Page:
New Guinea impatiens received their name from their native island. After significant modifications to the cultivars over the years, the current varieties are easy to grow and very popular among home gardeners. The blooms can be orange, red, pink, white or purple. New Guinea impatiens prefer more shade than sun, although they can tolerate morning sunshine. Make sure you protect your tender impatiens plants from cool overnight temperatures.
Prepare the growing area after the last expected frost date in the spring. Work the soil down several inches with the spade. Add 1 to 2 inches of compost and 0.454kg. of slow-release fertiliser for each 100 square feet of growing area. Use the spade to work the compost and fertiliser in completely and rake the surface smooth.
Dig holes for the seedlings so that they will be at the same depth as they are in their temporary pots. Space the holes approximately 4 inches apart. For best results, do not transplant the seedlings into the ground during the heat of the day. Place the plants into the holes and refill with soil. Firmly tamp the soil and water generously.
Give New Guinea impatiens enough water throughout the growing season so that the soil stays evenly moist. Do not let the plants dry to the point of wilting. When the weather is cool, provide less water; when the weather is hot, provide more water. Mulch around the plants to control weeds and keep the soil moist and cool.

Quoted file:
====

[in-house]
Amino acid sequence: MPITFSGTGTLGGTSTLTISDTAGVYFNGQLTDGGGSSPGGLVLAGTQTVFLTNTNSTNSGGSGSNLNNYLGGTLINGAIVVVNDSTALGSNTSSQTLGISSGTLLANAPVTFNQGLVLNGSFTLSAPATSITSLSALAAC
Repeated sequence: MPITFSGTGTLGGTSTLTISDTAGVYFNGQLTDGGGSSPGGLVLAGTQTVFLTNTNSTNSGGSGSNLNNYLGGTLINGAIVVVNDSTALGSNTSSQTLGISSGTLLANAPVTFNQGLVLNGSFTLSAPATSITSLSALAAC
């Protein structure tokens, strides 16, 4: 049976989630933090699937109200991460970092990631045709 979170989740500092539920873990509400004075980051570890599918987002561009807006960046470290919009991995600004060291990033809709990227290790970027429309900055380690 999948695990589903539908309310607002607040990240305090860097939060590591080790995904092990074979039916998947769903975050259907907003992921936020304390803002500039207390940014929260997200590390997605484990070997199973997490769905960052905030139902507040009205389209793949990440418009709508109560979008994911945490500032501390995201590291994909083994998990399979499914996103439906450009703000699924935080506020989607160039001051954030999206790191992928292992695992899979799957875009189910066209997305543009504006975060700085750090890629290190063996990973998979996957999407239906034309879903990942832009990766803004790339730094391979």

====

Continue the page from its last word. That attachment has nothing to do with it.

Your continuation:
Fertilise the plants every third time you water. Mix the fertiliser with water according to package directions and water until the plants are moist. If the soil is dry before you fertilise, water the impatiens first and then fertilise to avoid burning the plants with fertiliser.
Trim the plants if they become tall and thin. Cut the stems back to the point where the leaves intersect with the stem (a leaf node). This will encourage the plant to grow bushier.
Cover the plants with a blanket if overnight temperatures will fall below 7.22 degrees C.
Some gardeners are cautious and prefer to wait one or two weeks after the anticipated last spring frost to make sure their impatiens will not be outside in cold overnight temperatures.